Superheroes for the world of today

Superheroes for the world of today

Superheroes have been back on our screens with a vengeance in the last few years, and we love them to bits but they’re getting too dark to function. As Bonnie Tyler said, we need a hero… but what kind of superhero will fit the bill?

Last week I was discussing superhero films with strangers in a lift, in a giant zaibatsu corporation. Sound odd? All lifts are designed to fail on a daily basis, so workers are often provided with the opportunity to discuss important matters with their fellow man in a show of blitz spirit while avoiding more obvious topics of discussion. Namely, should one try to open the doors manually, press the alarm bell (nothing happens), shimmy up the cable for help or tell everyone you really would quite like a wee?

The superhero films of the eighties, we agree, were uncomplicated. Superman’s biggest problem was getting everyone to believe he simply couldn’t be Clark Kent because Clark Kent wore glasses and Superman had red pants, fiery breath and a cowlick – ta-da! The men in eighties films were real men, women were real women and superheroes were excellently fictional superheroes.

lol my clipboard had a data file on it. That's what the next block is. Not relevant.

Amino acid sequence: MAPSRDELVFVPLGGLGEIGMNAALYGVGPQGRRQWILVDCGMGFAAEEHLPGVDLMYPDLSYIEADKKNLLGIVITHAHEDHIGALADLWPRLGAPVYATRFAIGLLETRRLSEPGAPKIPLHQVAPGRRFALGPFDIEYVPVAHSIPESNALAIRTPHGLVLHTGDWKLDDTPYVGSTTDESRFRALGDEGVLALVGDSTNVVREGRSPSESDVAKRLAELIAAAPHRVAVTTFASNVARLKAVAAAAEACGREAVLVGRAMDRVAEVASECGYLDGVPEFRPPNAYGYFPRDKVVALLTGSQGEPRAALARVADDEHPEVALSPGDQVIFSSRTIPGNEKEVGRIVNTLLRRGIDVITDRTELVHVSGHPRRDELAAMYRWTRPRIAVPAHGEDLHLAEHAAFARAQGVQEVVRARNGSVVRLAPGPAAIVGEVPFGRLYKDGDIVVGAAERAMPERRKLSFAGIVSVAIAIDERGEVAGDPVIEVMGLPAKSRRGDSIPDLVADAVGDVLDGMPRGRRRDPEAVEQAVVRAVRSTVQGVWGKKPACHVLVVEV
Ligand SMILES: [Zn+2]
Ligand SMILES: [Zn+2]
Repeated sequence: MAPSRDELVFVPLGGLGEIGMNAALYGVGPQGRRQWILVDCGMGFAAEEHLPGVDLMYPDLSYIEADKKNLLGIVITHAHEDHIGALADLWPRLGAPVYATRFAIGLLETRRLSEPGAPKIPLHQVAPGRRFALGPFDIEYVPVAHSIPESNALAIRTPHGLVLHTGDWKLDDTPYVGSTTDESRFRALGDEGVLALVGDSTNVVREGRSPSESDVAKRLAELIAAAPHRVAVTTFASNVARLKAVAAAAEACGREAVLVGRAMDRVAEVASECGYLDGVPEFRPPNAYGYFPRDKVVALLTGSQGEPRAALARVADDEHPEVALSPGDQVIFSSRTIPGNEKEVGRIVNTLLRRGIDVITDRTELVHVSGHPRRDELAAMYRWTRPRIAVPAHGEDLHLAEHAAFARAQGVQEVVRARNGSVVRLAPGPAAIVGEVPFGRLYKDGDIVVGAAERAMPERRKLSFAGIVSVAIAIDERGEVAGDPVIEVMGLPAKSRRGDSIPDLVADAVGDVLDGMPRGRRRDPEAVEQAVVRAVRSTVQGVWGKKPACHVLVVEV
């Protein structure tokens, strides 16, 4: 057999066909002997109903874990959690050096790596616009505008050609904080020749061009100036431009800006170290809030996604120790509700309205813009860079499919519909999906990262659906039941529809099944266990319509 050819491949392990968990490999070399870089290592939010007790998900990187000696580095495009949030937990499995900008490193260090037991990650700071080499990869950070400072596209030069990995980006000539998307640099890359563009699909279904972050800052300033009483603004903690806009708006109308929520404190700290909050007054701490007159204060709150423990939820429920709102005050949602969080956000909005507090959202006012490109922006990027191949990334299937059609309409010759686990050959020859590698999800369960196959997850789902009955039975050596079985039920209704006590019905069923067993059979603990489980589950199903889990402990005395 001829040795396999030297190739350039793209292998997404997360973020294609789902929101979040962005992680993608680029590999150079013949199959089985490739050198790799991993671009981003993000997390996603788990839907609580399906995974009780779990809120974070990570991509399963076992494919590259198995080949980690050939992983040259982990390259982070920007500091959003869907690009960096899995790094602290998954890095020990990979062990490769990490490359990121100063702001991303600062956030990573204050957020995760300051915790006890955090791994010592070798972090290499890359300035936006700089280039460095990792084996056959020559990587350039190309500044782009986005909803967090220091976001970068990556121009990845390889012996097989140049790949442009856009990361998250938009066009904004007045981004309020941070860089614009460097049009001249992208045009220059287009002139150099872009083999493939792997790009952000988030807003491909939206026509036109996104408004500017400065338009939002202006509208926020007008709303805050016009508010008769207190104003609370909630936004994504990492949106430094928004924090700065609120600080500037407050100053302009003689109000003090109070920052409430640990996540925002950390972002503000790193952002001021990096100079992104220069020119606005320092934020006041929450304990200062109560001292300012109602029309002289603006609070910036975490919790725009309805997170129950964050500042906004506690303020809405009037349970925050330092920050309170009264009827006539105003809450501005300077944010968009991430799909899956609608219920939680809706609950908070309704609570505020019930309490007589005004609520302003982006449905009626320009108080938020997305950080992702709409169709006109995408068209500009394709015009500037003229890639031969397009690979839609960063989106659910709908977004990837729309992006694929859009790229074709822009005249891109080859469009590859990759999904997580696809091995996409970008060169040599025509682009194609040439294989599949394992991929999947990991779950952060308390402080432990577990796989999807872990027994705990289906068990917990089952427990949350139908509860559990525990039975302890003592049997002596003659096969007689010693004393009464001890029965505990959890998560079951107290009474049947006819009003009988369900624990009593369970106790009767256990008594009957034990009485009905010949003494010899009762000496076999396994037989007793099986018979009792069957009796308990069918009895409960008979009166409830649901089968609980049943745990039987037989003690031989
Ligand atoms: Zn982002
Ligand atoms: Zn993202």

In the noughties we like our superheroes somewhat messed-up, like the dystopian society we live in. V (for Vendetta) is Everyman portrayed as both terrorist and moral guardian of a fascist Britain. Batman is an Asbo kid with more self-awareness and better toys. Superman is Jesus 2.0 and Spiderman is a troubled teenager struggling to control his emissions. From his hands, I mean! His hands!

Today’s superheroes provide us with thoughtful blockbusters but they’re nothing to aspire to. Eighties superheroes were too dumb to think. Modern superheroes are too dark to function.

The role models we mortals really need are endearingly pathetic superheroes that still somehow save the day. I want to see superheroes with tails that aren’t even prehensile. Superdimwits whose only power is the ability to spill their own and maybe other people’s drinks in bars. Brave men and women whose principal ‘special’ power is that, whenever they feel mildly anxious, they secrete a precious form of vitamin E through the palms of their hands that they can then jar and sell rich cocaine moguls on eBay.

For us to relate to them, these superheroes must use imagination, not skill, to defeat their nemesis. Or, at the very least, figure out how to escape from a broken office lift.

Let our future superheroes be ridiculous but tenacious. Let them save the world by overcoming their faults, not by relying on powers we’ll never possess. And maybe then we’ll finally have superheroes it’s worth aspiring to be.